Authors: Katrina Kittle
For Monica, Rick, and Amy Jia Schiffler
Beside a well, one does not thirst. Beside a sister, one does not despair.
anny wondered if people looked at his family and knew. Did it show?
Sitting there, in his childhood home, hours before the wedding, he was astounded they’d all come so far. He looked back and remembered a time he’d never dreamed there’d be a scene like this.
He wondered if anyone else looked at them and still thought,
My God, it’s amazing.
He knew that his family still thought it. And that’s what he loved about them. On days like this one, or on their graduations or holidays, they sometimes caught one another’s eyes and it was there. That sparkle of “we did it, didn’t we?” This light of how lucky they were.
Danny loved the days when they remembered that.
Because they didn’t always. They couldn’t. He knew that it went against human nature to truly savor every moment and continually remain aware of all they had to be grateful for. They couldn’t
like that. They’d never get anything done. There wasn’t always time to savor every damn little thing, like electricity, or your car starting, or the shipment of specialty cheeses arriving on time. He thought about how much effort and energy it would consume to perpetually relish everything. It wasn’t practical.
But he thought his family did it more than most.
And with good reason.
His favorite days were when he knew they were all doing it at the same time.
The bustle here in his mother’s kitchen gave him a rush. Mom looked great, but he was careful not to tell her too many times. He’d finally convinced her to color her gray hairs, and he didn’t want to make too big a deal out of being so obviously right; he just grinned every time someone else told her, “You look fabulous, Sarah.”
Danny had already taken off his tux jacket and tucked a cloth napkin into his shirt as an apron. He envied how Mom could stir up the brown-sugar frosting and never get a drop or a splatter on her ivory dress. It was so like her to make the cake herself. Danny had told her he would do it—she had a ton of other things to worry about today—but, as usual, she tried to do everything. At least she was letting them all help, even though that added to the chaos. She’d embraced the frantic quality of the day and turned it into a party instead of a hassle. She caught his eye and laughed, then dipped her finger into the melted butter and brown sugar she stirred. She closed her eyes to express her approval.
Danny’s brothers stood nearby, looking like movie stars in their tuxes, eating the scraps of the buttermilk chocolate cake Danny had trimmed off. They laughed at something, and Danny tilted his head and studied them; his brothers looked as different as two members of a family could look.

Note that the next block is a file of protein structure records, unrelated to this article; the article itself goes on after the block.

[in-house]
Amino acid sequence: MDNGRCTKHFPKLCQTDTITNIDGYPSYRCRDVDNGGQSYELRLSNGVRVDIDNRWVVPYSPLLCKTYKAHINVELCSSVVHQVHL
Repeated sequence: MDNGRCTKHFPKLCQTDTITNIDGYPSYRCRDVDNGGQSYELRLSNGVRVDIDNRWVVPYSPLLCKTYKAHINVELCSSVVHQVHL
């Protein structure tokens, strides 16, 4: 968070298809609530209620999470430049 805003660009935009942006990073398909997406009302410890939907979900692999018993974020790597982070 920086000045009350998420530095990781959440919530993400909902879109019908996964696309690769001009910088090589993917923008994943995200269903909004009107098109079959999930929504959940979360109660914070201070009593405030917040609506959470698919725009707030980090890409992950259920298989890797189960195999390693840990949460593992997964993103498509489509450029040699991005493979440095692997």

Most of the time Danny forgot to remember. But today that was impossible.
Odd things brought it all back to him. Sometimes the triggers were obvious, but occasionally they surprised him—the scent of a swimming pool, the sight of a flowering dogwood, a glimpse of a black-and-white cat, the sound of his laser printer, police in uniform, or a blond woman wearing pink.
Today it was everyone taking pictures. The flashes and the video cameras reminded him. They always had, since the discovery on that rainy, cold day twelve years ago.
Twelve years. Damn. Sometimes the memory seemed so recent it could still make the panic thicken in Danny’s chest. Other times it was difficult for the man he was now to recognize the boy he had been then. But Danny couldn’t pose for a picture, or have someone film him, without remembering it all.
“That summer,” his family called it. Even though it started in the spring, in April. Or “that year.” If they just said “that summer” or “that year,” they all know what it meant. Anything else would be specific: “the summer that Nate left for med school,” or “that summer I was sous-chef at Arriba Arriba in Manhattan.” But if someone just said “that summer,” the rest of them knew what was meant.
Danny didn’t believe that everything happened for a reason. He refused to believe it. He hated that image of a God, of a world. Too many things were just petty and mean if he looked at them that way. But in college he’d studied a bit about reincarnation in a comparative-religions class. Some people who believed in reincarnation thought that there was a place somewhere, a place they couldn’t ever recognize in this world, from which they chose the path of their lives on earth.
Danny pondered that when he encountered certain people or contemplated his family’s history. If it were true, what made some people choose a remedial, cush life and others choose an advanced-placement course? What would have made his family
the shock, the betrayal, the heartache? He wished he understood it.
On days like this, he felt he got a little closer. Knowing everything he knew now, seeing how it had turned out so far, from this better place, he thought he’d choose this life again. He really thought he would.
“Ready with the raspberry?” Mom asked.
Danny opened the raspberry preserves he’d canned himself. Certain items held a family history. A jar of raspberry preserves was bound to set off a family story.